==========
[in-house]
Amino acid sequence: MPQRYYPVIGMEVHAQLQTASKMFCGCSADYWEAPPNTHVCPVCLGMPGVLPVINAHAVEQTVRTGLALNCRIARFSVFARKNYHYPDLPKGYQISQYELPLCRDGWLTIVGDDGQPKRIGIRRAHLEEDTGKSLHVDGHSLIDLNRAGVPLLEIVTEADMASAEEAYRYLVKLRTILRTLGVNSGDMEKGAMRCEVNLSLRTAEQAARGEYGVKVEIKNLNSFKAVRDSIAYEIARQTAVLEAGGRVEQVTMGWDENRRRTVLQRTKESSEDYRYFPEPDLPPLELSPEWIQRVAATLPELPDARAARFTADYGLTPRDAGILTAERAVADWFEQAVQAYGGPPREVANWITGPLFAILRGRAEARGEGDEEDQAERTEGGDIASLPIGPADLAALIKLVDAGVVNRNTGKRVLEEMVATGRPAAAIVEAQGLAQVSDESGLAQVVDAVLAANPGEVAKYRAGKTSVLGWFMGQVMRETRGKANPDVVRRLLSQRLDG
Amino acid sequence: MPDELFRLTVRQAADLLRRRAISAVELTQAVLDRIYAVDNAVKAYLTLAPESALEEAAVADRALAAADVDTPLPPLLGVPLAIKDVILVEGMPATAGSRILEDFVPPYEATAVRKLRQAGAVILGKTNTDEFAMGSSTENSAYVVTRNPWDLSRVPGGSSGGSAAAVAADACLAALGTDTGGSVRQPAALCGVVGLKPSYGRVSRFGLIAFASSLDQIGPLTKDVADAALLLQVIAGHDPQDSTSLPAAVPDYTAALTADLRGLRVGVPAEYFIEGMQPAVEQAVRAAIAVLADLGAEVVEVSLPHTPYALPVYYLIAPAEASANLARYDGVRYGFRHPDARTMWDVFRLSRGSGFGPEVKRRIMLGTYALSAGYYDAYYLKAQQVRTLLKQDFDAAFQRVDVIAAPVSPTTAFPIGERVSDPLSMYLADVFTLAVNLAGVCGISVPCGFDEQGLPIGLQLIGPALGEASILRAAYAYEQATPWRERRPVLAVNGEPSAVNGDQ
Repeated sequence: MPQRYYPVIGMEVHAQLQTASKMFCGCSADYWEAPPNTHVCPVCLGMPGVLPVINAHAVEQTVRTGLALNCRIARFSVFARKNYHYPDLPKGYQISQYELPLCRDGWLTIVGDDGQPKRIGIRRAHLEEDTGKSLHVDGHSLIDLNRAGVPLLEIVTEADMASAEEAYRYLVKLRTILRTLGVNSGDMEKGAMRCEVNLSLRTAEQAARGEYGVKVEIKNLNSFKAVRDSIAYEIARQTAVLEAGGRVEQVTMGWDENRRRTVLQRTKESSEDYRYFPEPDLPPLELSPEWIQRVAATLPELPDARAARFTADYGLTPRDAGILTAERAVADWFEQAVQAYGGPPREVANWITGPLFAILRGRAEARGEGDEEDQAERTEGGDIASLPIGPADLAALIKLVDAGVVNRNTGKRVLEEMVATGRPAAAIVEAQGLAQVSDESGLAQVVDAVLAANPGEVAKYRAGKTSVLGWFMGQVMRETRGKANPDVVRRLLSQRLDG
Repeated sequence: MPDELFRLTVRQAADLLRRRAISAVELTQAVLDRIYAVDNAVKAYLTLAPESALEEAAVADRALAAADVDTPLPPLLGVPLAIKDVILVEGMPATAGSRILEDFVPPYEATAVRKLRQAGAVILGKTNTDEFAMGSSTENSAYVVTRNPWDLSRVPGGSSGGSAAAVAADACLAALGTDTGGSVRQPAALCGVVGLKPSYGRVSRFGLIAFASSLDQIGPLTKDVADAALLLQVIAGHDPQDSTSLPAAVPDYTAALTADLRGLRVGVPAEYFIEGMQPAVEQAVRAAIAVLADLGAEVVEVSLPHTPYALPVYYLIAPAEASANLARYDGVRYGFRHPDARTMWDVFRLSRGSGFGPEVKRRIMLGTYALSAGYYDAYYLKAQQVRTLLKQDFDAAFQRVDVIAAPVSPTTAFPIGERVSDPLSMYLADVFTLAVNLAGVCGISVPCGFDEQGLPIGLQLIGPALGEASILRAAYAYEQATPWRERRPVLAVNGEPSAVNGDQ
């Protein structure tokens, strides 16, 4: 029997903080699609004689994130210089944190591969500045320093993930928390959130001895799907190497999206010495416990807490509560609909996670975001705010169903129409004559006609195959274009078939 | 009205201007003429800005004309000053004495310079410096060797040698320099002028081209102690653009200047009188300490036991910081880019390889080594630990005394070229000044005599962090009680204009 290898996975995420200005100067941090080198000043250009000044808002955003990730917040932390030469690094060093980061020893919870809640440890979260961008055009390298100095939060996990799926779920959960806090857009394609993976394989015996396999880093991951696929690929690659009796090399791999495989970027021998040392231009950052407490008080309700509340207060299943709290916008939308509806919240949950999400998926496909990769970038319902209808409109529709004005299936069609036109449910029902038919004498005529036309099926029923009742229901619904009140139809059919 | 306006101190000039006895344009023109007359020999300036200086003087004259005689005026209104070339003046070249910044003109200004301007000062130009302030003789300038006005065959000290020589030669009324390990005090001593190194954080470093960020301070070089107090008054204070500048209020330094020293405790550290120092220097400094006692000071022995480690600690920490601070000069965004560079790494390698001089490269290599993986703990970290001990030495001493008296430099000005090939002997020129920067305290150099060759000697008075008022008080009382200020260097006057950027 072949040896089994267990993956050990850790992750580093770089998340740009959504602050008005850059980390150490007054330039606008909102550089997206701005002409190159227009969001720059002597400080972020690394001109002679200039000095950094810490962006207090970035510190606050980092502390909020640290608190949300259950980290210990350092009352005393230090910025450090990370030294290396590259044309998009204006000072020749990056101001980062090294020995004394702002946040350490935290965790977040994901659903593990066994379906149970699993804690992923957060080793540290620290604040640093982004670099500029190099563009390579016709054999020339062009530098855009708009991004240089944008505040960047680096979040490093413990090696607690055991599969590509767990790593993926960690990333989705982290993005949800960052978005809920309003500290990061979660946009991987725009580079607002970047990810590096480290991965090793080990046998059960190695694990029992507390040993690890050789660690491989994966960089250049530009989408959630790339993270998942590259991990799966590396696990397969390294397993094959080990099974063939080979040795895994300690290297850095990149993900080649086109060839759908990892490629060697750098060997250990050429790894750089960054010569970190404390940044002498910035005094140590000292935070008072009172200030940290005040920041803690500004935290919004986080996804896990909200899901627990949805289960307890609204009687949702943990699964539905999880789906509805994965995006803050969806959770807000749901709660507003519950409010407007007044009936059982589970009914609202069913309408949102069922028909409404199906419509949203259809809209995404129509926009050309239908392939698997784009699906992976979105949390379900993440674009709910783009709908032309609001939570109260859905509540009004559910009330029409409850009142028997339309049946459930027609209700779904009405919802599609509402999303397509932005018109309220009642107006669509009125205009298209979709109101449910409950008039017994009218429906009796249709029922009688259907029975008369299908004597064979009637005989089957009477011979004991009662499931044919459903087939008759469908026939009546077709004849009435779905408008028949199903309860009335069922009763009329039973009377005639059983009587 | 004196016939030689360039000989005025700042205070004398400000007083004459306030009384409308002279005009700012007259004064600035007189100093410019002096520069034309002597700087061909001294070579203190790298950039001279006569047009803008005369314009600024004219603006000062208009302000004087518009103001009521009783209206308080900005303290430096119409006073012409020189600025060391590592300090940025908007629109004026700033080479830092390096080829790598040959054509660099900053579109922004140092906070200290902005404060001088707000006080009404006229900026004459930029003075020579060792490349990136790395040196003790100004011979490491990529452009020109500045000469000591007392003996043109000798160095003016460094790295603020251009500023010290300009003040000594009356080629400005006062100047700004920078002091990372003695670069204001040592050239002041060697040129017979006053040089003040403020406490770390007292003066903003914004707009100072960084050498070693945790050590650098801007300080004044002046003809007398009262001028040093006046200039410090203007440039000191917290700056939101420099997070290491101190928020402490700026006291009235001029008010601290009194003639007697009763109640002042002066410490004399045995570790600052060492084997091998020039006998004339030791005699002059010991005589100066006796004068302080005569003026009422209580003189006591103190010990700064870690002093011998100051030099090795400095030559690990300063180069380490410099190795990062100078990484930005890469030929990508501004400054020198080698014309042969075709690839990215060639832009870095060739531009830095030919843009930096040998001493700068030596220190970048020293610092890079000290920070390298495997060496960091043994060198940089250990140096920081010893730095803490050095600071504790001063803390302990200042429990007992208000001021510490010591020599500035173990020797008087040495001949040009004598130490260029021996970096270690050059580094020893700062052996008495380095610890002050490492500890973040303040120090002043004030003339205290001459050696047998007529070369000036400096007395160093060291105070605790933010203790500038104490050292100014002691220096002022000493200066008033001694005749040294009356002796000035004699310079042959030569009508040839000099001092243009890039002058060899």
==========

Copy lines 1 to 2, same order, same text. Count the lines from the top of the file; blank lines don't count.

[in-house]
Amino acid sequence: MPQRYYPVIGMEVHAQLQTASKMFCGCSADYWEAPPNTHVCPVCLGMPGVLPVINAHAVEQTVRTGLALNCRIARFSVFARKNYHYPDLPKGYQISQYELPLCRDGWLTIVGDDGQPKRIGIRRAHLEEDTGKSLHVDGHSLIDLNRAGVPLLEIVTEADMASAEEAYRYLVKLRTILRTLGVNSGDMEKGAMRCEVNLSLRTAEQAARGEYGVKVEIKNLNSFKAVRDSIAYEIARQTAVLEAGGRVEQVTMGWDENRRRTVLQRTKESSEDYRYFPEPDLPPLELSPEWIQRVAATLPELPDARAARFTADYGLTPRDAGILTAERAVADWFEQAVQAYGGPPREVANWITGPLFAILRGRAEARGEGDEEDQAERTEGGDIASLPIGPADLAALIKLVDAGVVNRNTGKRVLEEMVATGRPAAAIVEAQGLAQVSDESGLAQVVDAVLAANPGEVAKYRAGKTSVLGWFMGQVMRETRGKANPDVVRRLLSQRLDG